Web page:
Rob Robinson, AIA
Rob is all about understanding people. His sources of inspiration for urban design comes from the stories and memories, traditions and aspirations of the many citizens and clients that UDA involves in their approach to design and planning. As chairman for UDA, Rob Robinson is deeply committed to planning processes that result in both a shared vision for the future and practical strategies for implementation.
Rob’s process, orientation, and commitment to building common ground among project constituencies helps evoke the essential, special qualities of a place, its image, and character. By understanding the essential qualities of a place and the aspirations of its stakeholders, Rob produces master plans, UDA Pattern Books, and designs that have broad-based support and build on the unique character of a region, city, or town.
Under his leadership at UDA, the firm has developed a broader national and international practice working with cities to reclaim urban districts and waterfronts, build sustainable, mixed-income neighborhoods, and to create urban design patterns and guidelines that reflect regional and local identities. Rob continues to lead design efforts with UDA teams world wide.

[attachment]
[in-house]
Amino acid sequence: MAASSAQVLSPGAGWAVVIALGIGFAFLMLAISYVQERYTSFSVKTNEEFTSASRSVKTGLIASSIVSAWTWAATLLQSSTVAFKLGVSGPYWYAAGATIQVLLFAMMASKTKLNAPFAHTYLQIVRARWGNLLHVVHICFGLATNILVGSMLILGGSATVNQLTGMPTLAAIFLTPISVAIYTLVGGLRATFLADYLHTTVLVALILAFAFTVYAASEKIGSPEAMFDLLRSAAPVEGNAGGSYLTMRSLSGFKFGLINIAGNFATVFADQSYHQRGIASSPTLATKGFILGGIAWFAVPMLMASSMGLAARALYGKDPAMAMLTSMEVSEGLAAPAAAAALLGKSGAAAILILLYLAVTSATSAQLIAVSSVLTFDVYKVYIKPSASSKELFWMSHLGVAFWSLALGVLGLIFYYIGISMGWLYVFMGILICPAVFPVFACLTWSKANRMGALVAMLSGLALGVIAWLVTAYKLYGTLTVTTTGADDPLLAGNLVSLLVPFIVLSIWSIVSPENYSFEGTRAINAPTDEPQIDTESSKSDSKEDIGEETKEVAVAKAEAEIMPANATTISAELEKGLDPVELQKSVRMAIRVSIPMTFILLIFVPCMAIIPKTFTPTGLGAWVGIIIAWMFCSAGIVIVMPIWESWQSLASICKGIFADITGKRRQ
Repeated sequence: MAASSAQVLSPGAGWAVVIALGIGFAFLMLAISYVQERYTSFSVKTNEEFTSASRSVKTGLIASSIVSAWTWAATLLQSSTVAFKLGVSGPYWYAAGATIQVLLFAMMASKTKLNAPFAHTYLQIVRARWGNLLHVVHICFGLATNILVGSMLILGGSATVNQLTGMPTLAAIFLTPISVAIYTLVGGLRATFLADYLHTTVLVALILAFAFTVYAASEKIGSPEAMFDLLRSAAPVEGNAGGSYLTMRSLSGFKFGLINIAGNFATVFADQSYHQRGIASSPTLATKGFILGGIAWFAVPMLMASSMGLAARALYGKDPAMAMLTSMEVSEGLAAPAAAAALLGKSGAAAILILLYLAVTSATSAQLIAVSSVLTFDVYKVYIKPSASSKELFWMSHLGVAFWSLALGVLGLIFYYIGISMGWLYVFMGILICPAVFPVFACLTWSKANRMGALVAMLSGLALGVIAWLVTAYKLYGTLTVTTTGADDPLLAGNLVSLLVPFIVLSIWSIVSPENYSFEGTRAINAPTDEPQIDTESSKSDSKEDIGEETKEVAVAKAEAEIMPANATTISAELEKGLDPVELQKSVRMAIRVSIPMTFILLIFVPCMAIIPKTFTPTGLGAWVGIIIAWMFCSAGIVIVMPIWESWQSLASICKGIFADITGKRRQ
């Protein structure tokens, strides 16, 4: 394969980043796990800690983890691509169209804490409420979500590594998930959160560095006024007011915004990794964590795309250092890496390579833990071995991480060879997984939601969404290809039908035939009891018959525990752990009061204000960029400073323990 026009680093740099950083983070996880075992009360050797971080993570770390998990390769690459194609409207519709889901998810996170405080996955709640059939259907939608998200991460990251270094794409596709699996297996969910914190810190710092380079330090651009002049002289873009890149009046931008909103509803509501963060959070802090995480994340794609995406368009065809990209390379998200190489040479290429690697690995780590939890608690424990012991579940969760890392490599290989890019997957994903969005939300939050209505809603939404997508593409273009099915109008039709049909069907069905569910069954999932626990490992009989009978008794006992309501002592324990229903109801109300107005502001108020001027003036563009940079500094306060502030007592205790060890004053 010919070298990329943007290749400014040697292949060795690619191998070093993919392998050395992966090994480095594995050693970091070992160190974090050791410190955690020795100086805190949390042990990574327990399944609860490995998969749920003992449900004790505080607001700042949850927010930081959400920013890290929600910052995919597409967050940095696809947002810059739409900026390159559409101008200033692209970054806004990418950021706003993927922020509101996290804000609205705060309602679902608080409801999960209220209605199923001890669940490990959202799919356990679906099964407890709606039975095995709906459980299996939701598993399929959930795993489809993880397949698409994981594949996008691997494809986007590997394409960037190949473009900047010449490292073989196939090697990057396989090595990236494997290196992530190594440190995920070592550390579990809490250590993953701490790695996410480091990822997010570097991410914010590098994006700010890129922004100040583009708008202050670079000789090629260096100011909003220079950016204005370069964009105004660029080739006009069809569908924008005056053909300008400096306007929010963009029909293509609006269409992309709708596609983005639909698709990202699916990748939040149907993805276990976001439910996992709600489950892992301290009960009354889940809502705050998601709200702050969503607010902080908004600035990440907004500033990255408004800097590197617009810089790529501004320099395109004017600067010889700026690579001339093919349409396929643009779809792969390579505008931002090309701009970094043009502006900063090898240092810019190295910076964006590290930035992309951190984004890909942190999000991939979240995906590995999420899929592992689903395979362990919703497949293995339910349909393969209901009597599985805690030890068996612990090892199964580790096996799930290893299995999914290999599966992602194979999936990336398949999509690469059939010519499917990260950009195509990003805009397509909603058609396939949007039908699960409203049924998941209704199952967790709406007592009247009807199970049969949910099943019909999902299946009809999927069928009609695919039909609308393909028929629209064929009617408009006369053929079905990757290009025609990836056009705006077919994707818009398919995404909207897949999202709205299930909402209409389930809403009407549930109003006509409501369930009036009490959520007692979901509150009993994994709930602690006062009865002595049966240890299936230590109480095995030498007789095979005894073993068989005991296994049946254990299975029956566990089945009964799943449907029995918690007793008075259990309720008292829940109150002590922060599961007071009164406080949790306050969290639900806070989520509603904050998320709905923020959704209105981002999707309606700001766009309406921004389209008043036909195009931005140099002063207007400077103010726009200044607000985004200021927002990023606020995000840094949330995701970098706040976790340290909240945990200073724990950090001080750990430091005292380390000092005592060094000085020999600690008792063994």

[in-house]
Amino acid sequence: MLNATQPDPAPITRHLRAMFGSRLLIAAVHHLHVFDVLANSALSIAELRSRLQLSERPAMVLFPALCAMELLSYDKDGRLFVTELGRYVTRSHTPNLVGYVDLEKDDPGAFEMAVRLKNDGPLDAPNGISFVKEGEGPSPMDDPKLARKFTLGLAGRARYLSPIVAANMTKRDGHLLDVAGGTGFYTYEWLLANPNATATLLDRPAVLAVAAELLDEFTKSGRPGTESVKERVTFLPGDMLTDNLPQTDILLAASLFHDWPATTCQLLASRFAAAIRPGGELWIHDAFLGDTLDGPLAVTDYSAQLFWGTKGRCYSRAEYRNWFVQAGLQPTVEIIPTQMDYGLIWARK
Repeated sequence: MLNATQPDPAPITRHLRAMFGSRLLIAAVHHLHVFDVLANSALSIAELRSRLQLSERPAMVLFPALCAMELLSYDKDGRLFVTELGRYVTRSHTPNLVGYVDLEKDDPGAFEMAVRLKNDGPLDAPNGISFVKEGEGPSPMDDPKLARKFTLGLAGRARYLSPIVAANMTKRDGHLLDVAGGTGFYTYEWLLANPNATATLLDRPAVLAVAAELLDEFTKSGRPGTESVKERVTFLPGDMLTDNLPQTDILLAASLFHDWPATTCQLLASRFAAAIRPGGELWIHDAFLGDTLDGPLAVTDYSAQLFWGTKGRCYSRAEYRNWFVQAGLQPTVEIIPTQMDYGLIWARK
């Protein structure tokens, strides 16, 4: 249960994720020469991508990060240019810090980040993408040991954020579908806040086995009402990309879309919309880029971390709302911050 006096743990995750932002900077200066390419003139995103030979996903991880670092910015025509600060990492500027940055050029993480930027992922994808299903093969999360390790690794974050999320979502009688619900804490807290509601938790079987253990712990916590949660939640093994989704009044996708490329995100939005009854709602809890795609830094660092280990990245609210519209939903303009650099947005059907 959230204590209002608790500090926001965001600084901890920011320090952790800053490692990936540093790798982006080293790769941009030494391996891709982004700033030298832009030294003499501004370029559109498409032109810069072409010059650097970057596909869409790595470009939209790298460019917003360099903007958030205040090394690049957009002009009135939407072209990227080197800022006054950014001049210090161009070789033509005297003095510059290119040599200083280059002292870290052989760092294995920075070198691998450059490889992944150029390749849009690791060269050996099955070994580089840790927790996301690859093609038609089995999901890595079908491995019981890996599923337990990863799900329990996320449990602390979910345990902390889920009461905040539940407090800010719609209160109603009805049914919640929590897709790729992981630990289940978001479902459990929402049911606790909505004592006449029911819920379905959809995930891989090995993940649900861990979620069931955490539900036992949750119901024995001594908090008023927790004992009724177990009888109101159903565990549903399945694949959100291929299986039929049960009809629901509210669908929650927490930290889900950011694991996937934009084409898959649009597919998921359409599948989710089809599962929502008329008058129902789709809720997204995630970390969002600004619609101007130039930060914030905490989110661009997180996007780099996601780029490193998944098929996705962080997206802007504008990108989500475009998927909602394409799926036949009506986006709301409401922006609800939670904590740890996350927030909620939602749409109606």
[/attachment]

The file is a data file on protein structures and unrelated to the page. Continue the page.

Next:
Professional Affiliations and Service
Rob is a member of the American Institute of Architects and the Congress for the New Urbanism. He serves as an advisor with Interworks, a disaster recovery and management group that assists communities and agencies worldwide with rebuilding. Rob is the principal author of The UDA Handbook, 2nd edition, multiple UDA Pattern Books, and numerous papers and publications on urbanism, shelter issues and approaches to housing and housing assistance.
Education and Previous Experience
Rob earned a degree in Architecture and Urban Planning from Virginia Polytechnic Institute and State University. Prior to joining UDA in 1984, Rob was an architect with the Richmond Redevelopment and Housing Authority in Richmond, Virginia; an adjunct professor in the College of Architecture and Urban Planning at VPI for several years; an architect with the Peace Corps in St. Vincent, West Indies; and an architect with C.E. Thompson, a design/build company in Virginia’s Shenandoah Valley.